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Publication numberUS4084034 A
Publication typeGrant
Application numberUS 05/716,395
Publication dateApr 11, 1978
Filing dateAug 23, 1976
Priority dateAug 23, 1976
Publication number05716395, 716395, US 4084034 A, US 4084034A, US-A-4084034, US4084034 A, US4084034A
InventorsRoger H. Jansma, William E. Albrecht
Original AssigneeNalco Chemical Company
Export CitationBiBTeX, EndNote, RefMan
External Links: USPTO, USPTO Assignment, Espacenet
Sodium chloride and polydiallyl dimethyl ammonium chloride as an electroconductive additive
US 4084034 A
Electroconductive paper useful typically in making copies by an electrostatic process may be made by incorporating therein NaCl and a polymer consisting of units derived from diallyl dimethyl ammonium chloride.
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We claim:
1. Electroconductive paper including a layer of a coating composition containing sodium chloride and a water-soluble polymer consisting of units derived from diallyl dimethyl ammonium chloride, wherein the electroconductive paper contains about 0.1 to 3.0 pounds of the coating composition per 3,000 square feet of the paper and the molar ratio of the sodium chloride to the dialkyl dimethyl ammonium chloride ranges from 1:3 to 3:1.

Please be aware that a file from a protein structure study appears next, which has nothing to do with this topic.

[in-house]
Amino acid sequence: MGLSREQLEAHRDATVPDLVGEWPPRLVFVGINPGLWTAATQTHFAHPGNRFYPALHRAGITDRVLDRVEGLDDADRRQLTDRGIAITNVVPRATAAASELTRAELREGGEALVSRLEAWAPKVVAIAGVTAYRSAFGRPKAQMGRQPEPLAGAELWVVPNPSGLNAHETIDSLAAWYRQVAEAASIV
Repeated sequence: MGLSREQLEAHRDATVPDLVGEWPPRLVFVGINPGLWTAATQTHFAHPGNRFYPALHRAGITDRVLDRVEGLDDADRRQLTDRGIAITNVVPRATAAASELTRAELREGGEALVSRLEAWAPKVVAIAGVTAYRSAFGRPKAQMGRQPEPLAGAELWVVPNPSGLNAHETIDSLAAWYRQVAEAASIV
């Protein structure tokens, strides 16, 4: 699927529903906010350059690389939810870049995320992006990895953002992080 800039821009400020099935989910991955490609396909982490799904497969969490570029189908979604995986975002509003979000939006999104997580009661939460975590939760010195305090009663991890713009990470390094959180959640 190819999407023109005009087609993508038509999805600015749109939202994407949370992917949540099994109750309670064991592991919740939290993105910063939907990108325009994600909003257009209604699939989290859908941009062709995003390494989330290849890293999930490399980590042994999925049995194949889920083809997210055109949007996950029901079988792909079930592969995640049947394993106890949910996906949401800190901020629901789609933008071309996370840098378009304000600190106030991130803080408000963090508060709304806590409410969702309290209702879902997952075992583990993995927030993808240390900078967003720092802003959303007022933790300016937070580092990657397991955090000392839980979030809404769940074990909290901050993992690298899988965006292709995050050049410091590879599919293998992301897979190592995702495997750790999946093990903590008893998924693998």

2. The electroconductive paper of claim 1 wherein the coating composition contains equimolar amounts of the water-soluble polymer and the sodium chloride.

This invention relates to paper containing electroconductive materials. In particular, it relates to paper rendered electroconductive by a layer or coating of electroconductive composition.

Electroconductive paper may be used to distribute electrical stresses in various insulating products; see U.S. Pat. No. 3,148,107. Where electrically conductive paper is to be used for nonimpact printing, a substrate, backing, impregnation coating or layer of electrically conductive material is usually constructed. See Vaurio and Fird, "Electrically Conductive Paper for Nonimpact Printing," Tappi, December, 1964, volume 47, No. 12, pages 163A-165A.